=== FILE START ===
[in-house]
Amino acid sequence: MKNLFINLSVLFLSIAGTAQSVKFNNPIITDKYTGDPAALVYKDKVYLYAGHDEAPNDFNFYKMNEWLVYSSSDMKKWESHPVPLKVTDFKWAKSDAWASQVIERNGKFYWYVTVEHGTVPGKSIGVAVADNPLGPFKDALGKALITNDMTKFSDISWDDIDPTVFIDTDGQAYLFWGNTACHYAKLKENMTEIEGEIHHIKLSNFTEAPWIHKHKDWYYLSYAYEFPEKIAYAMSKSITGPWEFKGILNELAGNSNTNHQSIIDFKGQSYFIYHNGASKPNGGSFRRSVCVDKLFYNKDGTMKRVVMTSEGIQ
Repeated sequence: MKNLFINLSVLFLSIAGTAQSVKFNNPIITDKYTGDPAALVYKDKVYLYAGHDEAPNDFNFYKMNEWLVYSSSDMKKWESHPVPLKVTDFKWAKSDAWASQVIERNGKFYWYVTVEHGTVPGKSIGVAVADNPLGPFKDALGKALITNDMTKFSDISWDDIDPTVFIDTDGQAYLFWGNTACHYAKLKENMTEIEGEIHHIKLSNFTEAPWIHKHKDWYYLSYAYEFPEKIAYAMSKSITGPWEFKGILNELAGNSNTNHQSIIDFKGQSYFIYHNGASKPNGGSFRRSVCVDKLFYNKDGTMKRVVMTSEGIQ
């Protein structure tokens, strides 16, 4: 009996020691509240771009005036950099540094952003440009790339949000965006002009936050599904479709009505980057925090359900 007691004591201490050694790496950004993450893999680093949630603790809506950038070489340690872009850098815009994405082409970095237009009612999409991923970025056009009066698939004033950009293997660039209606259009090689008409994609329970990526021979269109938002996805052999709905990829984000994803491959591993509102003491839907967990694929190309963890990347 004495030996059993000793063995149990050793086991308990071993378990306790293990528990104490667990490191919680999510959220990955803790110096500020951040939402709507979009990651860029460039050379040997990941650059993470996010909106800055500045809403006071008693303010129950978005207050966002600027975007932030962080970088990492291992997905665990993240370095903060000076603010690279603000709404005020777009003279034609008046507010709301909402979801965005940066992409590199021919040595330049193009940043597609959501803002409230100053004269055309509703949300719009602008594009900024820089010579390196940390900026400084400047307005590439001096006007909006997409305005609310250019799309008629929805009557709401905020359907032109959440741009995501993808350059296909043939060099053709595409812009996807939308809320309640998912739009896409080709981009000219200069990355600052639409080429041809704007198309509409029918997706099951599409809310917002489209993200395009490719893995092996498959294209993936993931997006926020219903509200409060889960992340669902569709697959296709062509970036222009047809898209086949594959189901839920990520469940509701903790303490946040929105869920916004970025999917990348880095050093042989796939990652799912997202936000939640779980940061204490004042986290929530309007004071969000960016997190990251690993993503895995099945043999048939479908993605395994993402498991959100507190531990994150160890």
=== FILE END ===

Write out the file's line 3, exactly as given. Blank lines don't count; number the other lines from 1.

Repeated sequence: MKNLFINLSVLFLSIAGTAQSVKFNNPIITDKYTGDPAALVYKDKVYLYAGHDEAPNDFNFYKMNEWLVYSSSDMKKWESHPVPLKVTDFKWAKSDAWASQVIERNGKFYWYVTVEHGTVPGKSIGVAVADNPLGPFKDALGKALITNDMTKFSDISWDDIDPTVFIDTDGQAYLFWGNTACHYAKLKENMTEIEGEIHHIKLSNFTEAPWIHKHKDWYYLSYAYEFPEKIAYAMSKSITGPWEFKGILNELAGNSNTNHQSIIDFKGQSYFIYHNGASKPNGGSFRRSVCVDKLFYNKDGTMKRVVMTSEGIQ